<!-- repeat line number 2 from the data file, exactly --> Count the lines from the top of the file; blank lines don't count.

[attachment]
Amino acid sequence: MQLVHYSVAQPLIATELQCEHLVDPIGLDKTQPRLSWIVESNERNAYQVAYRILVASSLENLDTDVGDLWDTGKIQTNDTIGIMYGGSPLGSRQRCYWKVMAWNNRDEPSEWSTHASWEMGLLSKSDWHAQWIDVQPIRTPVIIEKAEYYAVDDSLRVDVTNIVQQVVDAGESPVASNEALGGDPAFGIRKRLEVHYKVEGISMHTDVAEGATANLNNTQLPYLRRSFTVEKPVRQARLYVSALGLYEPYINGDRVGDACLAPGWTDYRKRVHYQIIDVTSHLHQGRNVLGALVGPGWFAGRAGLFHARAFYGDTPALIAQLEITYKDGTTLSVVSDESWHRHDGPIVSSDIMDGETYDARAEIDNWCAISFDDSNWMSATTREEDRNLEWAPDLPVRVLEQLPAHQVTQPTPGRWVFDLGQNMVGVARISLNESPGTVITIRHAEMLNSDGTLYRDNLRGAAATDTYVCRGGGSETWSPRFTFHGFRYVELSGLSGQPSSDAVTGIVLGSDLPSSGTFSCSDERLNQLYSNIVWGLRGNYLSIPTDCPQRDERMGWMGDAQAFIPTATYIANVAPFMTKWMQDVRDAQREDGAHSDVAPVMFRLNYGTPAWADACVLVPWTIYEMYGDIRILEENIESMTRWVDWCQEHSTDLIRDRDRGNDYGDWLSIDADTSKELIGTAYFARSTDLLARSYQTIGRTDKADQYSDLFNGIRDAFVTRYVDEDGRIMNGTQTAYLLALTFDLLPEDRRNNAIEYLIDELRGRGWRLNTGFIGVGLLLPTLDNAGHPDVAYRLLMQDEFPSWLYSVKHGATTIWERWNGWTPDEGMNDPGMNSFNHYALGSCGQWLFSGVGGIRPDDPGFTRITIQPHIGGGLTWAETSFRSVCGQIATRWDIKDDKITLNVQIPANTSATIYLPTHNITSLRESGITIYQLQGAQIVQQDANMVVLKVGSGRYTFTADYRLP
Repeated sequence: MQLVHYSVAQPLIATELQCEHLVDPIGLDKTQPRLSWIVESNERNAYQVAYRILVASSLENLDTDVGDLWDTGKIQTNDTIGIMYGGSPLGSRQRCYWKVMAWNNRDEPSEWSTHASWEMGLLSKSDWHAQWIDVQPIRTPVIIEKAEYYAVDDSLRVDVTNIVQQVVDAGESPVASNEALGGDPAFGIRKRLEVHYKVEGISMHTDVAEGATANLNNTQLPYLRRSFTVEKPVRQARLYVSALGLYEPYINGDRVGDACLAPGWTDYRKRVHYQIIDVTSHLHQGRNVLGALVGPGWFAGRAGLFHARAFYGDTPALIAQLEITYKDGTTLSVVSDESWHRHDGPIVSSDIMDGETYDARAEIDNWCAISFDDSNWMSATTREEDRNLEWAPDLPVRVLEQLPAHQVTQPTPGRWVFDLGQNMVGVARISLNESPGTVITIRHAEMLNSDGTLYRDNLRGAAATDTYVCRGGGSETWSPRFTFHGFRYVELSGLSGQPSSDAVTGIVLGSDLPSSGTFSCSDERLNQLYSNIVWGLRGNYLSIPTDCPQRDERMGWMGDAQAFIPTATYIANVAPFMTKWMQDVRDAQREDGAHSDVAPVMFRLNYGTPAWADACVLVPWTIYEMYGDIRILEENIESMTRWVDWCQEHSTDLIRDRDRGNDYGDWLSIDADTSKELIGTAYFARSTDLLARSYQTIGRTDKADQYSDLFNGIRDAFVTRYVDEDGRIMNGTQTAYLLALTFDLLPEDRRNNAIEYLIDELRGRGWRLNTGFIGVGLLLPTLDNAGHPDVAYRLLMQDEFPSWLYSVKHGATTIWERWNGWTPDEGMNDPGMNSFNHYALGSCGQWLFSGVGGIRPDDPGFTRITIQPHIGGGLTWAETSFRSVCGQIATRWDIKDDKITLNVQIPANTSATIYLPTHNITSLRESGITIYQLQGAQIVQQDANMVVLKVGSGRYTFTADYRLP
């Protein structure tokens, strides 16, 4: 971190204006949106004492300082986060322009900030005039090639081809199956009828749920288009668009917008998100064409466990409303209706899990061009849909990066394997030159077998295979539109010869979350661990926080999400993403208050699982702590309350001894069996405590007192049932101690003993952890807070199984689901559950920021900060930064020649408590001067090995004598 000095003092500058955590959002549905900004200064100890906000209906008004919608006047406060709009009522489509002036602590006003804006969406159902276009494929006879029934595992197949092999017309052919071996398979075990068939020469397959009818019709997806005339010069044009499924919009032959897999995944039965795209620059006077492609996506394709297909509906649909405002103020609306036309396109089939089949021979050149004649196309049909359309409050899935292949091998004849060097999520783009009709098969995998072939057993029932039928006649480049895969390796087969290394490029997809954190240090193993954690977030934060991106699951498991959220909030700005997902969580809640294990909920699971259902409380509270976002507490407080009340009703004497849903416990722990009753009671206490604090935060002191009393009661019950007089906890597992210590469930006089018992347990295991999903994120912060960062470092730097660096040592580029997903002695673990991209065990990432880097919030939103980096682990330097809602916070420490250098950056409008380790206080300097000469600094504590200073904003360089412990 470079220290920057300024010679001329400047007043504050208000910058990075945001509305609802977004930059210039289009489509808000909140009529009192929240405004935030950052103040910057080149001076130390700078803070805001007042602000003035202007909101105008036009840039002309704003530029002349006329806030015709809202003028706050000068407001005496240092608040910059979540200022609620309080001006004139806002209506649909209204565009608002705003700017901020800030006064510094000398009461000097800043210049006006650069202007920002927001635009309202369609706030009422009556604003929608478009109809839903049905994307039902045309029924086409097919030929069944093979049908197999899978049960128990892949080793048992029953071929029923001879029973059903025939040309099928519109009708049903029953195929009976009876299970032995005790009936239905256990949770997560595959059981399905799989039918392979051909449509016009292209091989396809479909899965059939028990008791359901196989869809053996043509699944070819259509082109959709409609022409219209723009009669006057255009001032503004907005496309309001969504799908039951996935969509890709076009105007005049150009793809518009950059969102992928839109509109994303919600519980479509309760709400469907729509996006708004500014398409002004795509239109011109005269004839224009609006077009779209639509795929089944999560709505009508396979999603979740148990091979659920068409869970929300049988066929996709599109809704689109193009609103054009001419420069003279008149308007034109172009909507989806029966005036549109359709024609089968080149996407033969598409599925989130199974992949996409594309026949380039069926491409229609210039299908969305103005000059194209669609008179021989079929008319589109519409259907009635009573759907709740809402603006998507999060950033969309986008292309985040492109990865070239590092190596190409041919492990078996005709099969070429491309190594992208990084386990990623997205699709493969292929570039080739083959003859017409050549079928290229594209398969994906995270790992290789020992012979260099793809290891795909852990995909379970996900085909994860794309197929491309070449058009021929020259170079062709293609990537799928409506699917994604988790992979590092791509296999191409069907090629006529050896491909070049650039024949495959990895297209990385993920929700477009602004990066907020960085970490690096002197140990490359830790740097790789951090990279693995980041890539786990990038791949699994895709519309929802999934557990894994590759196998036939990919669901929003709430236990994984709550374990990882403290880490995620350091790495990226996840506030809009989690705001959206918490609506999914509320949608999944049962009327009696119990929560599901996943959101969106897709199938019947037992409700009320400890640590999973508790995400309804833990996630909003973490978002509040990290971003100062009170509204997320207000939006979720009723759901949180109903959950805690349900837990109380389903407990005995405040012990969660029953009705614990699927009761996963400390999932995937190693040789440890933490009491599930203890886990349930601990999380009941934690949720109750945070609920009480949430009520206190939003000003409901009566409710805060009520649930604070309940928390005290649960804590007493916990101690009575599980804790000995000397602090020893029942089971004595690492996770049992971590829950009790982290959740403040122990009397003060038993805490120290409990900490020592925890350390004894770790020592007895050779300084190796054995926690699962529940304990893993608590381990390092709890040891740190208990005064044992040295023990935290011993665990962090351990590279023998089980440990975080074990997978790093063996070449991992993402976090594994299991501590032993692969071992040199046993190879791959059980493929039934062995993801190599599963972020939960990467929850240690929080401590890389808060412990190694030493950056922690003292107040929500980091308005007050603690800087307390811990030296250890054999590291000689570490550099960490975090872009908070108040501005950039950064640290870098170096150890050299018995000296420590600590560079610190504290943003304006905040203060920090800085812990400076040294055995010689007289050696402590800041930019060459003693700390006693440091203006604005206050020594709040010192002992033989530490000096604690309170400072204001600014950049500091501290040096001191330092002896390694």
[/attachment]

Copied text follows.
Repeated sequence: MQLVHYSVAQPLIATELQCEHLVDPIGLDKTQPRLSWIVESNERNAYQVAYRILVASSLENLDTDVGDLWDTGKIQTNDTIGIMYGGSPLGSRQRCYWKVMAWNNRDEPSEWSTHASWEMGLLSKSDWHAQWIDVQPIRTPVIIEKAEYYAVDDSLRVDVTNIVQQVVDAGESPVASNEALGGDPAFGIRKRLEVHYKVEGISMHTDVAEGATANLNNTQLPYLRRSFTVEKPVRQARLYVSALGLYEPYINGDRVGDACLAPGWTDYRKRVHYQIIDVTSHLHQGRNVLGALVGPGWFAGRAGLFHARAFYGDTPALIAQLEITYKDGTTLSVVSDESWHRHDGPIVSSDIMDGETYDARAEIDNWCAISFDDSNWMSATTREEDRNLEWAPDLPVRVLEQLPAHQVTQPTPGRWVFDLGQNMVGVARISLNESPGTVITIRHAEMLNSDGTLYRDNLRGAAATDTYVCRGGGSETWSPRFTFHGFRYVELSGLSGQPSSDAVTGIVLGSDLPSSGTFSCSDERLNQLYSNIVWGLRGNYLSIPTDCPQRDERMGWMGDAQAFIPTATYIANVAPFMTKWMQDVRDAQREDGAHSDVAPVMFRLNYGTPAWADACVLVPWTIYEMYGDIRILEENIESMTRWVDWCQEHSTDLIRDRDRGNDYGDWLSIDADTSKELIGTAYFARSTDLLARSYQTIGRTDKADQYSDLFNGIRDAFVTRYVDEDGRIMNGTQTAYLLALTFDLLPEDRRNNAIEYLIDELRGRGWRLNTGFIGVGLLLPTLDNAGHPDVAYRLLMQDEFPSWLYSVKHGATTIWERWNGWTPDEGMNDPGMNSFNHYALGSCGQWLFSGVGGIRPDDPGFTRITIQPHIGGGLTWAETSFRSVCGQIATRWDIKDDKITLNVQIPANTSATIYLPTHNITSLRESGITIYQLQGAQIVQQDANMVVLKVGSGRYTFTADYRLP